Promotion of religion on campus

Quintin Bingham
Mesa Legend

Mesa Community College has an open campus policy that allows the public to access most campus buildings and facilities during school operating hours.  With the school’s acknowledgement organizations, including religious groups, can set up a booth to advertise.  No one seizes the opportunity quite like The Christian Congregation of Jehovah’s Witnesses and The Church of Jesus Christ of Latter-Day Saints. Chances are, any person that frequents the campus has encountered the Jehovah’s Witnesses or LDS members.

Both groups set up tables or station volunteers on campus to offer information about their religion throughout the week. Proselytizing is a daily effort and they carry out their work because of their deep faith in their own respective religions.  
However, while there are distinct differences between the two religions, both are united in their goal to spread the ‘good word’ and offer support to the students of MCC.

Gerrit Van Leeowen and Vincent Allen are volunteers out of a dedicated group of Jehovah’s witnesses who offer their time to operate their church’s information booth in the Kirk Center. According to the volunteers, their policy is to always be available for students to talk to, but never to actively seek out a student’s attention. “We get individuals from the Middle-East that will talk to us, and their belief system is a little bit different [than ours] but now that they’re here in the United States, they want to see how it differs and what’s the same, and who our deity is as compared to who theirs is,” Gerrit said. “So, there is a lot of information exchanged but it’s always in the spirit of humility.”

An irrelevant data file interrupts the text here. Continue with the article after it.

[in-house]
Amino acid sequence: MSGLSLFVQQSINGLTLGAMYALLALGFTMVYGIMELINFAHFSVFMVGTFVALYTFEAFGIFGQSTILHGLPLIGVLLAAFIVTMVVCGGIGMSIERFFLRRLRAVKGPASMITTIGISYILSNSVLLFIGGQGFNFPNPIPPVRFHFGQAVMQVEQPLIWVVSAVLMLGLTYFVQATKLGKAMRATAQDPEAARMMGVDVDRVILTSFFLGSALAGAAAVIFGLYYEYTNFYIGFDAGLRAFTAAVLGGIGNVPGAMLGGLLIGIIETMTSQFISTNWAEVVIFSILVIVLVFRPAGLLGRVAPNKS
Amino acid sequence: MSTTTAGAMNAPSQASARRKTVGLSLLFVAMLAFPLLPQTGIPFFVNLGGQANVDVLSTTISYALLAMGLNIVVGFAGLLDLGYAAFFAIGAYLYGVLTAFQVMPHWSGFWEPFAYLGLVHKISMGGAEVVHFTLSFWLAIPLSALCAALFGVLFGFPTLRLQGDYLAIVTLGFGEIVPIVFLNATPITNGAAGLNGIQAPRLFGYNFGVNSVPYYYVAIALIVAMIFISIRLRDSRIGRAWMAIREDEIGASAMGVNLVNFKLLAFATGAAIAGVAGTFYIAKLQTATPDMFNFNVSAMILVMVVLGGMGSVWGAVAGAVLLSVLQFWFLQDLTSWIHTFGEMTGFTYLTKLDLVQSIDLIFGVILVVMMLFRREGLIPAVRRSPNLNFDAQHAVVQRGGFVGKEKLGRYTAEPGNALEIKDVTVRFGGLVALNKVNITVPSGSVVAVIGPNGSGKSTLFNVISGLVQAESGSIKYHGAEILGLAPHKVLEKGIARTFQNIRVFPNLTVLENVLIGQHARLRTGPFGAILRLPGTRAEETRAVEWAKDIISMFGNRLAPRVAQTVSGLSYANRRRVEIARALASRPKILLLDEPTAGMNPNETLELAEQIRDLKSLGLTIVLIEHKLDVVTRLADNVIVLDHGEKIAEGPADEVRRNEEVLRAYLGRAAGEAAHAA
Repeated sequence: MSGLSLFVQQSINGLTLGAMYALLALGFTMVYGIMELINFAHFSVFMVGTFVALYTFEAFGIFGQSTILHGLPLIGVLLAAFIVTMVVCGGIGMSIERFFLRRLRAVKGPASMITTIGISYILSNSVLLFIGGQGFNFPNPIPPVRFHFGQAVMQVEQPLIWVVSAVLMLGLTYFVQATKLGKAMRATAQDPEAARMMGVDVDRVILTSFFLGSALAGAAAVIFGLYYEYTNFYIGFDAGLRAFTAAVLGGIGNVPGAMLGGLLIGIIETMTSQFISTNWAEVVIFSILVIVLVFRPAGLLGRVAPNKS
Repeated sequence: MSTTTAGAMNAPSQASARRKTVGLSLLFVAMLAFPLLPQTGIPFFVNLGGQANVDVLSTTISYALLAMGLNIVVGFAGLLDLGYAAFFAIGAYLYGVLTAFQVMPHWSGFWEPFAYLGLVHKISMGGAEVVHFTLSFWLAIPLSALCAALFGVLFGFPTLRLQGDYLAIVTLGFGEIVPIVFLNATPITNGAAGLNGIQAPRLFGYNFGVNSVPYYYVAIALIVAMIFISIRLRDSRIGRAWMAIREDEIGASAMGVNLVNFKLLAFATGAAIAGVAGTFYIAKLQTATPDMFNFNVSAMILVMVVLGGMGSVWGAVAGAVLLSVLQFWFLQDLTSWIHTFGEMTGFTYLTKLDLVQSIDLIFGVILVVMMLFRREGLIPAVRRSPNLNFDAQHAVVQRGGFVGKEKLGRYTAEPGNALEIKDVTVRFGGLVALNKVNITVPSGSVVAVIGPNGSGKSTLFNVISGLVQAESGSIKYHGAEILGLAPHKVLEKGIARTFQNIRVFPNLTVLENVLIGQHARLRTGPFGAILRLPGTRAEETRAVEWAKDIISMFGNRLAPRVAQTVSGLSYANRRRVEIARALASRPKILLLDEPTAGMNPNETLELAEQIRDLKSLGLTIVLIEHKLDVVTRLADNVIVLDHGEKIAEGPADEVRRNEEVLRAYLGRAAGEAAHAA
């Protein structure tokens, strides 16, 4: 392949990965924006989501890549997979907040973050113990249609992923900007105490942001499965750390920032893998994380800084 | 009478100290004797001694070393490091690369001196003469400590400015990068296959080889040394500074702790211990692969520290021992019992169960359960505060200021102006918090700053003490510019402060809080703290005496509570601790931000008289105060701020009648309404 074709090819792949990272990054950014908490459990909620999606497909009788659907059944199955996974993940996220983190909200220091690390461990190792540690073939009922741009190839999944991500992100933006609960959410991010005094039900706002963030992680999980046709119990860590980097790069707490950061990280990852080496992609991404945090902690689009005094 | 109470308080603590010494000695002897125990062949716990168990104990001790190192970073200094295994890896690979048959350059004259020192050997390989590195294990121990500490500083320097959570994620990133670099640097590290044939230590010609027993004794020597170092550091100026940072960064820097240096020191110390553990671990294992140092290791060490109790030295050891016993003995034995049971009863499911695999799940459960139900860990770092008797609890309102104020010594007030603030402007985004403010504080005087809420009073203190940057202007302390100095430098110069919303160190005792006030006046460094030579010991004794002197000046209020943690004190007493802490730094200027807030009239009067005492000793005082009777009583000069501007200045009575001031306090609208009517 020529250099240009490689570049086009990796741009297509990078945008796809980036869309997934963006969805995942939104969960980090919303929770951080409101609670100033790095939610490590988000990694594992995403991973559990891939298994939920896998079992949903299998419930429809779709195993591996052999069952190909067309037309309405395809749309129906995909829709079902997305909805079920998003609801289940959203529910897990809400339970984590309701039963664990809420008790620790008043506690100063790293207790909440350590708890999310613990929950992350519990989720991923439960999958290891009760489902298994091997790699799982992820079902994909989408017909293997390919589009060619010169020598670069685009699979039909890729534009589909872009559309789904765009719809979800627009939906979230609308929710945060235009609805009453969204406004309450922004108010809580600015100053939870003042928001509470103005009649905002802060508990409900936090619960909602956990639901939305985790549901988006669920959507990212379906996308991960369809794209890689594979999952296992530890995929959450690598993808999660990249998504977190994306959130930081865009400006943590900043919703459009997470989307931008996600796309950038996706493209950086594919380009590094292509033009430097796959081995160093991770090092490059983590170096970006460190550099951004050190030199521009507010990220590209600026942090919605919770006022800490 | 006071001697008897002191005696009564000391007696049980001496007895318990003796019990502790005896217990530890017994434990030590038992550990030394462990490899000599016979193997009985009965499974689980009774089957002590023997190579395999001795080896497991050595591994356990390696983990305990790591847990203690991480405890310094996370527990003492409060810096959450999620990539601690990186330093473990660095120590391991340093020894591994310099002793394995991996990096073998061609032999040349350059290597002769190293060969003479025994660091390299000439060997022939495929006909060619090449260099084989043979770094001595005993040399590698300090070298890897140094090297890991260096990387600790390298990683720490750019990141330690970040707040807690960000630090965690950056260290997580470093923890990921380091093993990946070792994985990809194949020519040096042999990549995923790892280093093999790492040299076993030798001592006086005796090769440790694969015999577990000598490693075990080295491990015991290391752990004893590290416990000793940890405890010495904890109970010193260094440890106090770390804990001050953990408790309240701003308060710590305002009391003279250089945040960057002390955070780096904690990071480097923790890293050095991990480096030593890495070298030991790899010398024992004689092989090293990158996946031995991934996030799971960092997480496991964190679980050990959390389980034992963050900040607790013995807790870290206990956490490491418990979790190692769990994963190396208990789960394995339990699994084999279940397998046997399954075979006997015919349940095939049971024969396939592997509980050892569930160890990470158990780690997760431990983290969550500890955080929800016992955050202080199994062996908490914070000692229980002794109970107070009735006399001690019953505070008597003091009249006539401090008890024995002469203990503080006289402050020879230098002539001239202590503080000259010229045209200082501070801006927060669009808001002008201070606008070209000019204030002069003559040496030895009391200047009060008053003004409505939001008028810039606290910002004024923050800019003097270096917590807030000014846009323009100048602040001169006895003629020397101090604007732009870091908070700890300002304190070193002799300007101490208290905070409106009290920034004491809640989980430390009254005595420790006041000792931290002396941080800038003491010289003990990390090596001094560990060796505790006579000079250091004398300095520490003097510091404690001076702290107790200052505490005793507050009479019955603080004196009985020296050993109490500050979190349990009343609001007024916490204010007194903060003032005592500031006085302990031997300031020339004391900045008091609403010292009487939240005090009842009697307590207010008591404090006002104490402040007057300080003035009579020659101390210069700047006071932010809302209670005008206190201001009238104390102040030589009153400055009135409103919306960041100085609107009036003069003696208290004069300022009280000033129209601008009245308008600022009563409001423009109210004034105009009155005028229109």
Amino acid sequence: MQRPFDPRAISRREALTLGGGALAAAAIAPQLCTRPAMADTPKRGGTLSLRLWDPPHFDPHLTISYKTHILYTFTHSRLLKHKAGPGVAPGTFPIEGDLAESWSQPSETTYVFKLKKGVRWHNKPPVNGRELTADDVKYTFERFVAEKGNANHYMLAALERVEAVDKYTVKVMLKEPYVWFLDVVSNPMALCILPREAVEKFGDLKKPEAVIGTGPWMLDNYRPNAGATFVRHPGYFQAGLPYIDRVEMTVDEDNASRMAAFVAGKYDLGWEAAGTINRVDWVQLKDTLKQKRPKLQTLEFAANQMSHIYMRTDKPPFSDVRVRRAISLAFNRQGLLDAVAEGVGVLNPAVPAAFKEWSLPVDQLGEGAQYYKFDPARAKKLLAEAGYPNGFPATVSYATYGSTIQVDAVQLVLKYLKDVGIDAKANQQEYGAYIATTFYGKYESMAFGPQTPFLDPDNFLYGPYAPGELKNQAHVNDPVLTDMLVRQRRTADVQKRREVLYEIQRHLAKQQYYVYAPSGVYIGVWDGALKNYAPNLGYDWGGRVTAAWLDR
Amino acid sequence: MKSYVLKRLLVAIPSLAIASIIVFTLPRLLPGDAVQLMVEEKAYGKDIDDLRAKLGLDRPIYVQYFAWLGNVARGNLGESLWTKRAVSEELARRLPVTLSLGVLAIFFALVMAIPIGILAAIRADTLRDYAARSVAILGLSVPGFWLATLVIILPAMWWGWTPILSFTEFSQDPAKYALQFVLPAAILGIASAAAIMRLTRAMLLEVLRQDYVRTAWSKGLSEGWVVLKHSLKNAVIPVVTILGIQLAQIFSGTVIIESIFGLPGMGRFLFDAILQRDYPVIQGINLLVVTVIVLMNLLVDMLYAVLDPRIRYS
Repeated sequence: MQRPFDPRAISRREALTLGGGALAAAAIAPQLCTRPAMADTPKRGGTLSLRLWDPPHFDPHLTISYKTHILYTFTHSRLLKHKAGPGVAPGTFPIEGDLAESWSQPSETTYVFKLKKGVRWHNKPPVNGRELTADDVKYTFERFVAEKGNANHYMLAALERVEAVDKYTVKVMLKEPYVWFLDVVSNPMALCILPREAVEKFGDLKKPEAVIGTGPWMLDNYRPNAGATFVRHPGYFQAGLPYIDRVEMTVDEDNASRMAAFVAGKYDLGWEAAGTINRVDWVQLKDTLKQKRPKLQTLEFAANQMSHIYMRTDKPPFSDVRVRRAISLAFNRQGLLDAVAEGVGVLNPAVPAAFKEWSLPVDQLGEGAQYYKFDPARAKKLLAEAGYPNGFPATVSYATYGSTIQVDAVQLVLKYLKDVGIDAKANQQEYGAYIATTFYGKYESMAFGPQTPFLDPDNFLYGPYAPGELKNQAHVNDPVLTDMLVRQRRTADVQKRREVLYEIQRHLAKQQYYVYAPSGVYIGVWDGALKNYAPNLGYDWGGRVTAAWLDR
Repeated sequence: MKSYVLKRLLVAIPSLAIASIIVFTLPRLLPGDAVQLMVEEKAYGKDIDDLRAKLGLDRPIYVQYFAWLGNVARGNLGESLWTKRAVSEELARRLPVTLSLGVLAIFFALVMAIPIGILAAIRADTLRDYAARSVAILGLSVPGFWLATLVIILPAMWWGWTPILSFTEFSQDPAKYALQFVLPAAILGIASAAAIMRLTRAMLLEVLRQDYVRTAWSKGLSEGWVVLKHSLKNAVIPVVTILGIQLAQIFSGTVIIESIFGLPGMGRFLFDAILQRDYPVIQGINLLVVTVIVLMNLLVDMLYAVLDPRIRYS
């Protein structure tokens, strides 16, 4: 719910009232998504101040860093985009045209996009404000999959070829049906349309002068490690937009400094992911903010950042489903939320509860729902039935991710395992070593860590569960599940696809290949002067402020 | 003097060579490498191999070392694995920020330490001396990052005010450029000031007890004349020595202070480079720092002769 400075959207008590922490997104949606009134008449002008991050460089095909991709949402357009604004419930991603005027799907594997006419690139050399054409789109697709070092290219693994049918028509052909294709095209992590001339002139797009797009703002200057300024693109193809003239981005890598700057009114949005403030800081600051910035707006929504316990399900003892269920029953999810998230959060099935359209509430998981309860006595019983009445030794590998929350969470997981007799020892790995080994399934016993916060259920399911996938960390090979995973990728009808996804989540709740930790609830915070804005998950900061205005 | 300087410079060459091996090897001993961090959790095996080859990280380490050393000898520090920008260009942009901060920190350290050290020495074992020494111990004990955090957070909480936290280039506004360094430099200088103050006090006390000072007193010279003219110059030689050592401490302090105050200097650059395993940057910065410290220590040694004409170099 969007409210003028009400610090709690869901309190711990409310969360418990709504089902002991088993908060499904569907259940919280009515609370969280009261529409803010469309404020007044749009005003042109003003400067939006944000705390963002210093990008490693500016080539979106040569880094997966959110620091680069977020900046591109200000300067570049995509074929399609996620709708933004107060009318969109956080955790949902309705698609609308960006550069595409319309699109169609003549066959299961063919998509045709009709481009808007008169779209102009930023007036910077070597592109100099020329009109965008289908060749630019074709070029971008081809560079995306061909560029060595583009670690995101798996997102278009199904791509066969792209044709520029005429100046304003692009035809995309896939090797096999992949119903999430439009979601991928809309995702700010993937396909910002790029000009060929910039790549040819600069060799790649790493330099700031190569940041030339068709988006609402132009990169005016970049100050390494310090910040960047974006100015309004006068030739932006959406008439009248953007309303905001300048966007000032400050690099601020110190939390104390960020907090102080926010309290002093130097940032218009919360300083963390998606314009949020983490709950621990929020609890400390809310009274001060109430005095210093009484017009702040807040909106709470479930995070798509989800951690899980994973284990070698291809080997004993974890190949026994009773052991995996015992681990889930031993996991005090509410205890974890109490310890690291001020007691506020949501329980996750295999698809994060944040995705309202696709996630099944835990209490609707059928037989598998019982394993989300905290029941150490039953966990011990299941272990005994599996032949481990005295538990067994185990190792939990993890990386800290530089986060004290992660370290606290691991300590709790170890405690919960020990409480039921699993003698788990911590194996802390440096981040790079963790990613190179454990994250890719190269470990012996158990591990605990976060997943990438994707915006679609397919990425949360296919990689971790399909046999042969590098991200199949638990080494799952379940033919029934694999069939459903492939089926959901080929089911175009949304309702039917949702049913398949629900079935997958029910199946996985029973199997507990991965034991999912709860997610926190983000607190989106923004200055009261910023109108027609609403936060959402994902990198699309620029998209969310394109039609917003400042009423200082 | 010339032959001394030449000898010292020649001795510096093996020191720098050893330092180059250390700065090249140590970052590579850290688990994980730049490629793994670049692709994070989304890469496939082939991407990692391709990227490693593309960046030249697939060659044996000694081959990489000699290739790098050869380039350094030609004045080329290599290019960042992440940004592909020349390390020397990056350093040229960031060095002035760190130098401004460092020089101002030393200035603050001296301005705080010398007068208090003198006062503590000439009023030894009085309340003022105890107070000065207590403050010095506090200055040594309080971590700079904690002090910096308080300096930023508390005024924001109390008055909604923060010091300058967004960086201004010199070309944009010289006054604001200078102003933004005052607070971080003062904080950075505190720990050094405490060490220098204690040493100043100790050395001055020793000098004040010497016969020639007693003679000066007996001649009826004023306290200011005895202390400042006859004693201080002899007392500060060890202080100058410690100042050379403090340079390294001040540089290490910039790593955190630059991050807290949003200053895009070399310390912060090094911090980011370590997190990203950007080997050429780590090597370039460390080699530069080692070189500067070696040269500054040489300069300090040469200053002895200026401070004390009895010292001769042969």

The volunteers say they strive to be open-minded and point out that they offer general information that can be used to tackle issues students may struggle with like depression. Overall, the Jehovah’s Witnesses volunteers say they want to share what they know and are grateful for the opportunity to work hard on campus for the student’s benefit. Likewise, Mormon’s also work to be helpful and offer information about their church. Yette Bleyl is a Sister Missionary in service for the Church of Jesus Christ of Latter-Day Saints and she too dedicates a lot of time in service to others with her companion, since missionaries are required to travel in pairs.

“We wake up at 6:30 in the morning, and then we do some studies, and then we are normally out of the house at 10:00. We either go teach an appointment or we try to find some people, either members of the church that are inactive or we go try to find people that have shown interest in the church before,” Bleyl said. “The evenings its much of the same.” Missionaries will approach strangers to try and strike a conversation about their church. At MCC, missionaries accompany LDS students that advertise events or meets that the Latter-Day Saints Student Association Club (or L.D.S.S.A.) hold at the institute building.

Students interested in learning more about Jehovah’s Witnesses can find the information booth in the Kirk Center on Monday or Thursday from 9 a.m. to 3 p.m. or log onto Information about Latter-Day Saints can be obtained via the website at or by visiting the LDS Institute building across from MCC campus on Dobson Road and north of Banner Desert Medical Center.

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These are archived stories from Mesa Legend editions before Fall 2018. See article for corresponding author.

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